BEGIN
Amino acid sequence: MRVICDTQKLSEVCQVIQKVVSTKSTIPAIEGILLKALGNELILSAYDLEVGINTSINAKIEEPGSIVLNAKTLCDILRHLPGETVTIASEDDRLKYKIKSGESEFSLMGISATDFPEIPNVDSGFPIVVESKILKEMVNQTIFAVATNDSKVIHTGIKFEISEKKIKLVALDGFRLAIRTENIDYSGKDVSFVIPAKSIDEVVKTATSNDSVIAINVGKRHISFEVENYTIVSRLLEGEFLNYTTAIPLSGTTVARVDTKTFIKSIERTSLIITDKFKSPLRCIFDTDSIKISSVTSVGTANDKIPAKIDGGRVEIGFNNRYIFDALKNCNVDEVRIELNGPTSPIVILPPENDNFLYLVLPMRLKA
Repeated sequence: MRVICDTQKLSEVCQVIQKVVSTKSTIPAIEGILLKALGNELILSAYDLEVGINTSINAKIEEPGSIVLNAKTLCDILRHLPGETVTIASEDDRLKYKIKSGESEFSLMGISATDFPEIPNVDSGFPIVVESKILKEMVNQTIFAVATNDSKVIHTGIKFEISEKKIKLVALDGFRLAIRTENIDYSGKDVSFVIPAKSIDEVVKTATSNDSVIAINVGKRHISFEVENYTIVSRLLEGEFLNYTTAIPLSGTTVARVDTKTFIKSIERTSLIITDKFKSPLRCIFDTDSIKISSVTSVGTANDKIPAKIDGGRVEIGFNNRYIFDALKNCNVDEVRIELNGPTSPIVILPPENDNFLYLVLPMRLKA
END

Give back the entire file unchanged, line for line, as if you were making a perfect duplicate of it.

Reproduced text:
Amino acid sequence: MRVICDTQKLSEVCQVIQKVVSTKSTIPAIEGILLKALGNELILSAYDLEVGINTSINAKIEEPGSIVLNAKTLCDILRHLPGETVTIASEDDRLKYKIKSGESEFSLMGISATDFPEIPNVDSGFPIVVESKILKEMVNQTIFAVATNDSKVIHTGIKFEISEKKIKLVALDGFRLAIRTENIDYSGKDVSFVIPAKSIDEVVKTATSNDSVIAINVGKRHISFEVENYTIVSRLLEGEFLNYTTAIPLSGTTVARVDTKTFIKSIERTSLIITDKFKSPLRCIFDTDSIKISSVTSVGTANDKIPAKIDGGRVEIGFNNRYIFDALKNCNVDEVRIELNGPTSPIVILPPENDNFLYLVLPMRLKA
Repeated sequence: MRVICDTQKLSEVCQVIQKVVSTKSTIPAIEGILLKALGNELILSAYDLEVGINTSINAKIEEPGSIVLNAKTLCDILRHLPGETVTIASEDDRLKYKIKSGESEFSLMGISATDFPEIPNVDSGFPIVVESKILKEMVNQTIFAVATNDSKVIHTGIKFEISEKKIKLVALDGFRLAIRTENIDYSGKDVSFVIPAKSIDEVVKTATSNDSVIAINVGKRHISFEVENYTIVSRLLEGEFLNYTTAIPLSGTTVARVDTKTFIKSIERTSLIITDKFKSPLRCIFDTDSIKISSVTSVGTANDKIPAKIDGGRVEIGFNNRYIFDALKNCNVDEVRIELNGPTSPIVILPPENDNFLYLVLPMRLKA